Yesterday afternoon, in a move that took the industry largely by surprise, Smith and Wesson Holding Corp (SWHC) named firearm-segment head P. James Debney to replace President and Chief Executive Officer Michael F. Golden
After seven years, Michael F. Golden (above) is gone "effective immediately" as President and CEO. He will remain as Co-Vice Chairman of the S&W Board. Meanwhile, after two years in the firearms division, James Debney (below) assumes the President and CEO position.
Golden, head of the company for the past seven years, stepped down "effective immediately".
Golden, who has headed the Springfield, Massachusetts firearms manufacturer for the past seven years, will remain on as Co-Vice Chairman of the Smith & Wesson Board.
In a conference call late yesterday afternoon, Chief Financial Officer Jeffrey D. Buchanan announced that the remainder of Golden's existing employment contract was being bought out, with an impact of 1-2 cents in earnings per share, which would be reflected reflected in the current (Q2) quarter.
When questioned, Buchanan declined to elaborate on the exact costs and term of the contract being bought out, telling call attendees the contract gross and other information would be reflected in the company's newest 10-K statement.
That statement is scheduled to be filed after the stock markets close today.
According to a Company statement, Debney's sudden promotion is part of what the company calls a "comprehensive succession plan". During the conference call, however, Buchanan said the decision to make the move immediately was reached at a Monday meeting of the company's board of directors.
In a statement, Golden wrote "I would like to congratulate James on this well deserved promotion. During his tenure, our firearms division delivered growth, product innovation, and the expansion of our company's brand in the firearms industry with consumers and professionals alike."
Debney, (44), has been President of Smith & Wesson's firearm division since November 2009. Prior to that, he was President of Presto Products Company, a $500 million plastic products business unit formerly of Alcoa Consumer Products.
In that same conference call, Debney said that he would not "backfill his previous position" and would continue to oversee the firearms division from his top slot while setting his sights on growth, cost control and additional efficiencies, and the protection of shareholder value.
Smith & Wesson shares (SWHC) closed up seven cents at $2.72 yesterday, but Debney may find the goal of protecting shareholder value something more easily sought than attained.
Smith & Wesson stock is down more than twenty-seven percent (27%) for the year.
With Debney's ascension, the company has once again effectively changed top management. In December, the company named Jeffrey D. Buchanan to the Chief Financial Officer's slot, replacing William Spengler who left last October.
In other news, the Nebraska Firearms Owners Association (NFOA) and the Second Amendment Foundation have filed a federal lawsuit that challenges the City of Omaha's longstanding ordinance prohibiting legal resident aliens from registering handguns with the Omaha Police Department.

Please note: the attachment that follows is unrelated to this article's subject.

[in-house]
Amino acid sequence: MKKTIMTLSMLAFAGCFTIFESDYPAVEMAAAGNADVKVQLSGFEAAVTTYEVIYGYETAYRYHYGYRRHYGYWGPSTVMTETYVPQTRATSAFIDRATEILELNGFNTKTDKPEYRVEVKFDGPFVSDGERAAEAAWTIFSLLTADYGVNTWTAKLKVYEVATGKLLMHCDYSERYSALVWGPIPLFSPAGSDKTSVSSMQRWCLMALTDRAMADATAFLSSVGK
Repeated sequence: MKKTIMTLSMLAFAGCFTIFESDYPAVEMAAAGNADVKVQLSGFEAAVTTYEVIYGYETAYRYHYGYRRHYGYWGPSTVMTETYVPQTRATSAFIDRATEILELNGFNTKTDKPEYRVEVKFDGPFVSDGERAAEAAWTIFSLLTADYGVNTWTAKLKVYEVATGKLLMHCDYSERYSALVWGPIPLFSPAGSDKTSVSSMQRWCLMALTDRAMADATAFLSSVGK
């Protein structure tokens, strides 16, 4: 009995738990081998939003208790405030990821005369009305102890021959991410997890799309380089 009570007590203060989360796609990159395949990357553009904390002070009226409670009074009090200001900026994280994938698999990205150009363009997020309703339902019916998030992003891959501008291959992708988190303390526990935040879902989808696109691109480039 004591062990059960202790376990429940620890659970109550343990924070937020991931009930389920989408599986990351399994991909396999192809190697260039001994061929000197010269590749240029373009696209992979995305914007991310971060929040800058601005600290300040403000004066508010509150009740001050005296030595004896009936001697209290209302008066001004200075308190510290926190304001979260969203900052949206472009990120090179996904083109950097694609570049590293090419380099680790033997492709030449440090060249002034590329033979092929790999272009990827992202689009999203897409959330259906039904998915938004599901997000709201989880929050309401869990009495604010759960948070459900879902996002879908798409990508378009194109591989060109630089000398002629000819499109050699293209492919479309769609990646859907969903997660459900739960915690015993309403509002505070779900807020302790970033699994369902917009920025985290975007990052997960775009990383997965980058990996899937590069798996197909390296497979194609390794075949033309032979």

That registration is required by the city to legally possess a handgun for home self-defense.
The NFOA and SAF join Armando Pliego Gonzalez, a Mexican citizen who legally resides in the city, in the lawsuit which lists Omaha Mayor Jim Suttle and Omaha Police Department Chief Alex Hayes as defendants.
The lawsuit alleges that Mr. Gonzalez of North Omaha - a legal resident alien who has lived in Omaha for over ten years - can legally purchase a handgun, but has been specifically denied the ability to register a handgun with the Omaha Police Department, effectively denying his legal ownership of a handgun for self-defense in his home.
Possession of a handgun not registered with the Omaha Police Department results in confiscation of the firearm and a misdemeanor charge including possible fine and jail time.
According to the lawsuit, Mr. Gonzalez bought a gun after a break-in and robbery at his home in 2010. When he tried to register the gun with the Omaha PD -as was required by local law- he was denied a registration permit because he was not a U.S. citizen.
"At issue here is long-settled law," said NFOA President Andy Allen. "The City of Omaha cannot, under the equal protection clause of the Fourteenth Amendment to the U.S. Constitution, deny a legal Permanent Resident Alien his fundamental Second Amendment rights."
"This includes prohibiting Mr. Gonzalez, who can legally purchase a handgun by Nebraska State laws, from owning a handgun in his home for self defense," Allen says, "For years, the NFOA has attempted to discuss with the City a number of issues in Omaha's onerous firearms laws, but has been met by a complete refusal to even open a dialogue. This case addresses the first of those issues and we hope the City considers taking measures to remove the burdensome restrictions on the fundamental rights of its law-abiding population."
The law barring handgun permits for non-U.S. citizens has been on the books since 1988, and is, according to Allen, unique in Nebraska. The lawsuit seeks to have Nebraska's U.S. District Court declare the citizenship requirement unconstitutional.
As of our deadline last evening, there had been no comment on the lawsuit from Omaha city officials.
As always, we'll keep you posted.